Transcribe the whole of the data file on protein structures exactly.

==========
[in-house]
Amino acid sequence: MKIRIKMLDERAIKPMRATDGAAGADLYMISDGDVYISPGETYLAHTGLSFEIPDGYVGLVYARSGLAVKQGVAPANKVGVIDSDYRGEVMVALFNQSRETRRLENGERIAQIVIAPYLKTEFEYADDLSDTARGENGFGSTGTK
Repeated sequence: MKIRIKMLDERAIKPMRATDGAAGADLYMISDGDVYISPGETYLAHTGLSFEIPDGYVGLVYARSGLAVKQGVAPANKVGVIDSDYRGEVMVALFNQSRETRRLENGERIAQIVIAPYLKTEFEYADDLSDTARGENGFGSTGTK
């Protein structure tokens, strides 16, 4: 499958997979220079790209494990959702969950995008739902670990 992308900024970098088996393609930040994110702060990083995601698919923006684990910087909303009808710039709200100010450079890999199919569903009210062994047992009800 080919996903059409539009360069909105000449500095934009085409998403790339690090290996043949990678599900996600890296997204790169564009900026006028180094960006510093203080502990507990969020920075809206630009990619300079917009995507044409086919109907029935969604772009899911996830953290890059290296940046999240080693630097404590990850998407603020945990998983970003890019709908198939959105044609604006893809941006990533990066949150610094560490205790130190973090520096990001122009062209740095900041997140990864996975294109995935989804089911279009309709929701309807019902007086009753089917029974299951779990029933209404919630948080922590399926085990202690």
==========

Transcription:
[in-house]
Amino acid sequence: MKIRIKMLDERAIKPMRATDGAAGADLYMISDGDVYISPGETYLAHTGLSFEIPDGYVGLVYARSGLAVKQGVAPANKVGVIDSDYRGEVMVALFNQSRETRRLENGERIAQIVIAPYLKTEFEYADDLSDTARGENGFGSTGTK
Repeated sequence: MKIRIKMLDERAIKPMRATDGAAGADLYMISDGDVYISPGETYLAHTGLSFEIPDGYVGLVYARSGLAVKQGVAPANKVGVIDSDYRGEVMVALFNQSRETRRLENGERIAQIVIAPYLKTEFEYADDLSDTARGENGFGSTGTK
């Protein structure tokens, strides 16, 4: 499958997979220079790209494990959702969950995008739902670990 992308900024970098088996393609930040994110702060990083995601698919923006684990910087909303009808710039709200100010450079890999199919569903009210062994047992009800 080919996903059409539009360069909105000449500095934009085409998403790339690090290996043949990678599900996600890296997204790169564009900026006028180094960006510093203080502990507990969020920075809206630009990619300079917009995507044409086919109907029935969604772009899911996830953290890059290296940046999240080693630097404590990850998407603020945990998983970003890019709908198939959105044609604006893809941006990533990066949150610094560490205790130190973090520096990001122009062209740095900041997140990864996975294109995935989804089911279009309709929701309807019902007086009753089917029974299951779990029933209404919630948080922590399926085990202690």